This page describes the software, hardware, and networking requirements for the nodes where the Rancher server will be installed. The Rancher server can be installed on a single node or a high-availability Kubernetes cluster.

It is important to note that if you install Rancher on a Kubernetes cluster, requirements are different from the node requirements for downstream user clusters, which will run your apps and services.

Make sure the node(s) for the Rancher server fulfill the following requirements:

For a list of best practices that we recommend for running the Rancher server in production, refer to the best practices section.

The Rancher UI works best in Firefox or Chrome.

Operating Systems and Container Runtime Requirements

Rancher should work with any modern Linux distribution.

Docker is required for nodes that will run RKE Kubernetes clusters. It is not required for Kubernetes installs.

Rancher needs to be installed on a supported Kubernetes version. To find out which versions of Kubernetes are supported for your Rancher version, refer to the support maintenance terms.

For details on which OS and Docker versions were tested with each Rancher version, refer to the support maintenance terms.

All supported operating systems are 64-bit x86.

The ntp (Network Time Protocol) package should be installed. This prevents errors with certificate validation that can occur when the time is not synchronized between the client and server.

Some distributions of Linux may have default firewall rules that block communication with Helm. We recommend disabling firewalld. For Kubernetes v1.19, v1.20 and v1.21, firewalld must be turned off.

If you don’t feel comfortable doing so you might check suggestions in the respective issue. Some users were successful creating a separate firewalld zone with a policy of ACCEPT for the Pod CIDR.

If you plan to run Rancher on ARM64, see Running on ARM64 (Experimental).

RKE Specific Requirements

For the container runtime, RKE should work with any modern Docker version.

K3s Specific Requirements

For the container runtime, K3s should work with any modern version of Docker or containerd.

Rancher needs to be installed on a supported Kubernetes version. To find out which versions of Kubernetes are supported for your Rancher version, refer to the support maintenance terms. To specify the K3s version, use the INSTALL_K3S_VERSION environment variable when running the K3s installation script.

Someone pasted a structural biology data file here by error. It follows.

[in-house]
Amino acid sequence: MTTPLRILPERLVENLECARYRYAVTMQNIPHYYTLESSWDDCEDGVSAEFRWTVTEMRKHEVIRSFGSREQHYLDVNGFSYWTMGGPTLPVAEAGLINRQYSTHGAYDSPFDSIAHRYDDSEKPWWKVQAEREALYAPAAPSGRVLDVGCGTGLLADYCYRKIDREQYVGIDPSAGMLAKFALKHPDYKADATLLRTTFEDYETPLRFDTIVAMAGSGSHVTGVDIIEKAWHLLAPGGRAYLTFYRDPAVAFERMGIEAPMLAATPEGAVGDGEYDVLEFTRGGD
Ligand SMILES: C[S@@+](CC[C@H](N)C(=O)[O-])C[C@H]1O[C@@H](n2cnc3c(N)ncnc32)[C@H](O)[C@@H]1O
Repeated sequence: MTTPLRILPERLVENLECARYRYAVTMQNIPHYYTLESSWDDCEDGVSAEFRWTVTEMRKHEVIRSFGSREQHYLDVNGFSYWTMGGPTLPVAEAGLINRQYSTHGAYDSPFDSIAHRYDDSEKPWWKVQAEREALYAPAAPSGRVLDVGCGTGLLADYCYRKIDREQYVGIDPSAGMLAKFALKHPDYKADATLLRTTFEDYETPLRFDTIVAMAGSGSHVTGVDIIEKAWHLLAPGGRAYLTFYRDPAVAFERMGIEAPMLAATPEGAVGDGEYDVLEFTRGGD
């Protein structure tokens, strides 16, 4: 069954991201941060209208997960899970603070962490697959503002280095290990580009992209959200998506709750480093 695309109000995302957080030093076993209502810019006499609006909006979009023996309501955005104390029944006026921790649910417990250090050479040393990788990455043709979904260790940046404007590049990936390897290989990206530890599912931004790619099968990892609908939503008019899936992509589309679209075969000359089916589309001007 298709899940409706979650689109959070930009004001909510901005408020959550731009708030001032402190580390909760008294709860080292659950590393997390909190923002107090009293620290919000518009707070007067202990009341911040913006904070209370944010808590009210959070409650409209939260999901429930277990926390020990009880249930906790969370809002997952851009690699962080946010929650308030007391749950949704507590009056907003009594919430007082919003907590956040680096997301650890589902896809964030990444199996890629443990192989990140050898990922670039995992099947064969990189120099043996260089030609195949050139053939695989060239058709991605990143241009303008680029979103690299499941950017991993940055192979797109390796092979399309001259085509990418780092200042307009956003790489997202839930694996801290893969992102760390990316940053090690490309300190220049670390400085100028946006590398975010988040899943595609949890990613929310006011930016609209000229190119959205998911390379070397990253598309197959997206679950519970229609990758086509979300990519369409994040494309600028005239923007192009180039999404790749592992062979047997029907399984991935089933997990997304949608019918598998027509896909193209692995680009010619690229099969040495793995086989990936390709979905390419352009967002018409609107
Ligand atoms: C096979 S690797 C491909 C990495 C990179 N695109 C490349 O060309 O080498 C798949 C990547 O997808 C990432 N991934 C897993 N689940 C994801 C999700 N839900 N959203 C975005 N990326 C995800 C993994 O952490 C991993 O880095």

If you are installing Rancher on a K3s cluster with Raspbian Buster, follow these steps to switch to legacy iptables.

If you are installing Rancher on a K3s cluster with Alpine Linux, follow these steps for additional setup.

RKE2 Specific Requirements

For details on which OS versions were tested with RKE2, refer to the support maintenance terms.

Docker is not required for RKE2 installs.

The Ingress should be deployed as DaemonSet to ensure your load balancer can successfully route traffic to all nodes. Currently, RKE2 deploys nginx-ingress as a deployment by default, so you will need to deploy it as a DaemonSet by following these steps.

Installing Docker

Docker is required for Helm chart installs, and it can be installed by following the steps in the official Docker documentation. Rancher also provides scripts to install Docker with one command.

Hardware Requirements

The following sections describe the CPU, memory, and disk requirements for the nodes where the Rancher server is installed.

CPU and Memory

Hardware requirements scale based on the size of your Rancher deployment. Provision each individual node according to the requirements. The requirements are different depending on if you are installing Rancher in a single container with Docker, or if you are installing Rancher on a Kubernetes cluster.

RKE and Hosted Kubernetes

These CPU and memory requirements apply to each host in the Kubernetes cluster where the Rancher server is installed.

These requirements apply to RKE Kubernetes clusters, as well as to hosted Kubernetes clusters such as EKS.

Deployment Size Clusters Nodes vCPUs RAM
Small Up to 150 Up to 1500 2 8 GB
Medium Up to 300 Up to 3000 4 16 GB
Large Up to 500 Up to 5000 8 32 GB
X-Large Up to 1000 Up to 10,000 16 64 GB
XX-Large Up to 2000 Up to 20,000 32 128 GB